Blaenau Gwent Council Considers New Voting System for Local Elections
THE next local elections in Blaenau Gwent could be under a new voting system if councillors agree to changes.
At a meeting of Blaenau Gwent County Borough Council on Thursday, November 23, councillors will discuss Single Transferable Vote (STV) electoral system, which is a type of proportional representation.
The Local Government and Elections (Wales) Act 2021 allows local authorities in Wales to choose STV as the type of electoral system to be used after 2027 instead of the current First Past the Post System.
Head of legal and corporate compliance, Andrea Jones said: “The purpose of this report is to inform members of the newly commenced powers for local authorities to change their voting system for local elections, and to seek their view as to whether they are minded to commence the formal procedure to exercise the power to change.”
The process to adopt STV that the council would need to follow is long.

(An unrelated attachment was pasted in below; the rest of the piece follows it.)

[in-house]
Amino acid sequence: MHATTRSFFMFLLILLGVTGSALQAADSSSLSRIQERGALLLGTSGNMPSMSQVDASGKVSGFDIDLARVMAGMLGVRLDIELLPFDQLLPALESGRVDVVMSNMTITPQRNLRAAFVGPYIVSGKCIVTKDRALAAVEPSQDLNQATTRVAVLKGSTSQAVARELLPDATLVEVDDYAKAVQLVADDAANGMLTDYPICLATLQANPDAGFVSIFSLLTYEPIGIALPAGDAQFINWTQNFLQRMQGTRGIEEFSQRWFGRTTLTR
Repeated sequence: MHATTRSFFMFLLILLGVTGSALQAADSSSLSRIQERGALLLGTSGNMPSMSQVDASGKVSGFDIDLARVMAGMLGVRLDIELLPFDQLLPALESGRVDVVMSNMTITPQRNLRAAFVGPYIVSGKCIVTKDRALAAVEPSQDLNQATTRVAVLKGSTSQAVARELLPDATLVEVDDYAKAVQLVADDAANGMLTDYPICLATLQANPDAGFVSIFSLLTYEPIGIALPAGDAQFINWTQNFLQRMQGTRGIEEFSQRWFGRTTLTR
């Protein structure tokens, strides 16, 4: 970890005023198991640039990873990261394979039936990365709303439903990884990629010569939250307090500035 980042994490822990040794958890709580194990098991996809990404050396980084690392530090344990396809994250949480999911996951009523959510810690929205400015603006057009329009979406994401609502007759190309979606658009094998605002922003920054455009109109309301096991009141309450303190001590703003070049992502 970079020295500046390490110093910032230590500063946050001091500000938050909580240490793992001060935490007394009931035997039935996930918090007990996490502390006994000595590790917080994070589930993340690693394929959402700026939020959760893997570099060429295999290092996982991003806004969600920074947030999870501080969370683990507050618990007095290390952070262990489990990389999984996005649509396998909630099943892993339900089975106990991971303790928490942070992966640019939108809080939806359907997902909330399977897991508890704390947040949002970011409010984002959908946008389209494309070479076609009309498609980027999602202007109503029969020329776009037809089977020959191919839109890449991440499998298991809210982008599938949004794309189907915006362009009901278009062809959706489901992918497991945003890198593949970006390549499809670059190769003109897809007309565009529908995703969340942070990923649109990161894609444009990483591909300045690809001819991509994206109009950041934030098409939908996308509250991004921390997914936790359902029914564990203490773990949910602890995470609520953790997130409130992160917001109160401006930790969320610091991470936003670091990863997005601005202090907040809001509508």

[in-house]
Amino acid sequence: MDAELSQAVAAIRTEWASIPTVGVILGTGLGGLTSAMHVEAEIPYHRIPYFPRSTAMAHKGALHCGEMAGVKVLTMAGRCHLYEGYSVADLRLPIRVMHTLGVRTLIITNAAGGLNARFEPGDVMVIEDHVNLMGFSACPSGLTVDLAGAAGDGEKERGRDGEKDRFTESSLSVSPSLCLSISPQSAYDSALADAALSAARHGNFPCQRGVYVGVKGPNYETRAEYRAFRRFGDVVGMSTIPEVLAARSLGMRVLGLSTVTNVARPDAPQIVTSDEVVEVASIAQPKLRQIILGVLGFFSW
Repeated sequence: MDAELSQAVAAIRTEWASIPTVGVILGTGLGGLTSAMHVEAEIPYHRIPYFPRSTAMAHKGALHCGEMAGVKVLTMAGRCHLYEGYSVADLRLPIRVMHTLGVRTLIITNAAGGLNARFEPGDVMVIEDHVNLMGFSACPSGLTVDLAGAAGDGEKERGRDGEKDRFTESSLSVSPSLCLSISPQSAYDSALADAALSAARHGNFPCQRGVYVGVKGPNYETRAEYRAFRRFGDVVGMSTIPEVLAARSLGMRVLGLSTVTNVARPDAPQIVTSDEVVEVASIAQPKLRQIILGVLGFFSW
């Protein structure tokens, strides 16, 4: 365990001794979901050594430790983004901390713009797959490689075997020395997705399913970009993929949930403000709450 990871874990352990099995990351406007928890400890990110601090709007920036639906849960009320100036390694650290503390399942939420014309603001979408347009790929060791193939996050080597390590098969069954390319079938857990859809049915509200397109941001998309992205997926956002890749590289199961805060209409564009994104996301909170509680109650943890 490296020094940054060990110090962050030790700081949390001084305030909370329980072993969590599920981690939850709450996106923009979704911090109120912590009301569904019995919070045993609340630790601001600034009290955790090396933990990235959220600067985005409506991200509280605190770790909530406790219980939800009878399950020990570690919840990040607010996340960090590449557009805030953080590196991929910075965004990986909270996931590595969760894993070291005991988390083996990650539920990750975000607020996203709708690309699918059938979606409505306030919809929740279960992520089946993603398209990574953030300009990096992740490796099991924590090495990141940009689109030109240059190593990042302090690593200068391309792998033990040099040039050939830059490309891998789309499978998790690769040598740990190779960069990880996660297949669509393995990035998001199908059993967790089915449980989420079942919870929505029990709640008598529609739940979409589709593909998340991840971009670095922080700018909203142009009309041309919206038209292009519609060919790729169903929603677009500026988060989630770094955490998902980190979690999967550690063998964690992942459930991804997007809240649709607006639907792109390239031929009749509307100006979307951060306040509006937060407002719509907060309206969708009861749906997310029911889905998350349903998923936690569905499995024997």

Firstly, councillors would need to vote to allow the proposal for STV to go out to a public consultation.
Following that, the council would need to sift through the consultation responses and then hold a special council meeting for a further debate.
At this meeting two thirds of councillors, in Blaenau Gwent’s case 22 of 33, would need to vote in favour of STV.
All this would need to be done by a deadline of November 15, 2024, if the next election in 2027 would be held under STV.
Ms Jones said: “If the council makes a resolution to change the voting method, the council will need to inform Welsh ministers and the Local Democracy and Boundary Commission.
“It is likely that Welsh ministers would direct the Boundary Commission to carry out a review of the council’s boundaries.”
Currently Blaenau Gwent has nine wards that elect two councillors and five that elect three councillors.
While the number of councillors would stay at 33, if councillors go for STV the wards would need to be reconfigured.
This is because each ward would need to elect at least three councillors and at the most six.
Voters would also see a change and would need to rank candidates in order of preference, one, two, three, and so on.
Candidates would need to achieve a quota to be successfully elected.
If none are found in the first round of counting, the one with the lowest number of votes drops out and their votes re-allocated – this process would continue until the correct number of councillors are elected.
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